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The Sarah Palin Trump Endorsement Remixes Are Lit On Vine

The former Governor of Alaska spit some fire on the mic last night–if you can call it that–and Vine artists immediately got to work.

The Sarah Palin Trump Endorsement Remixes Are Lit On Vine
Former Alaska Gov. Sarah Palin speaks at Hansen Agriculture Student Learning Center at Iowa State University on January 19, 2016 in Ames, IA. Palin endorsed Donald Trump's run for the Republican presidential nomination. [Photo: Aaron P. Bernstein, Getty Images]

Sarah Palin’s ultimate role in the American experiment is yet to be written. She could be a short-lived governor of a remote state catapulted to celebrity by a desperate, cynical push for relevance by an aging senator looking for a way to electrify his party’s lukewarm base during a futile presidential campaign. Or she could be the next Secretary of Energy! It’s impossible to know right now.

One thing we do know at the moment, though, is that Palin is firefirefire on the mic. She proved that on Tuesday night, as she took to the stage in Ames, Iowa to offer her coveted endorsement in the 2016 GOP Presidential Primary to Donald J. Trump. While the entire speech was a masterpiece of free-jazz bebop experimentation with the English language not seen since the days of e e cummings, one section in particular has attracted special attention: Midway through the speech, Palin dropped a line about Phyllis Schlafly, arguing that the 91-year-old Republican icon’s support of Trump was proof enough that the candidate earned the title “conservative,” and summarized Schlafly, herself, and the Trump supporters in the crowd as “Right wingin’, bitter-clingin’, proud clingers of our guns, our god, er, and our religions.”

On paper, that may appear to be word soup, but it’s verbal wildfire–which quickly made it the most Vine-able part of her speech.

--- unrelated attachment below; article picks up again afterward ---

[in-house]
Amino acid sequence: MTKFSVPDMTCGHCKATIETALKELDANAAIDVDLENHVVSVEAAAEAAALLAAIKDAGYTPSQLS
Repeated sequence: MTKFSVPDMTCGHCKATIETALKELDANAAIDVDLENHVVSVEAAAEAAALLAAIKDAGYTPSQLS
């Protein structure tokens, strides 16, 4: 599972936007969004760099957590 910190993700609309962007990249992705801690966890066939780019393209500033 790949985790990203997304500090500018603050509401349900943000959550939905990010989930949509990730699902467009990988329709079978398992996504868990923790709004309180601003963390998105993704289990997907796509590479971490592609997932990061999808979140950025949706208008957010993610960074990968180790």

What’s remarkable about it isn’t just the internal rhyme–“right wingin’/bitter-clingin'” is as satisfying a couplet as anything Method Man ever spit, anyway–but the way that Palin delivers the whole line on beat, even adding the stutter after “god” that keeps the meter running is terrific. And, of course, the remix artists took note:

Even without a beat, Palin’s rhythm game is on point. Her entire freestyle syncs perfectly to Iggy Azalea’s hand movements, at any rate, in the following clip:

And while “Proud Clingers” might be the highlight of the speech, it’s not the only part that plays pretty well over a beat. An entire 2:15 excerpt from the speech plays like a perfect mixtape intro in a full-length Soundcloud track:

Palin’s career could take her many places, it’s true–but if she decides that her next stop is a mixtape, we can’t deny that she has some natural flair for the rap game.

About the author

Dan Solomon lives in Austin with his wife and his dog. He's written about music for MTV and Spin, sports for Sports Illustrated, and pop culture for Vulture and the AV Club.



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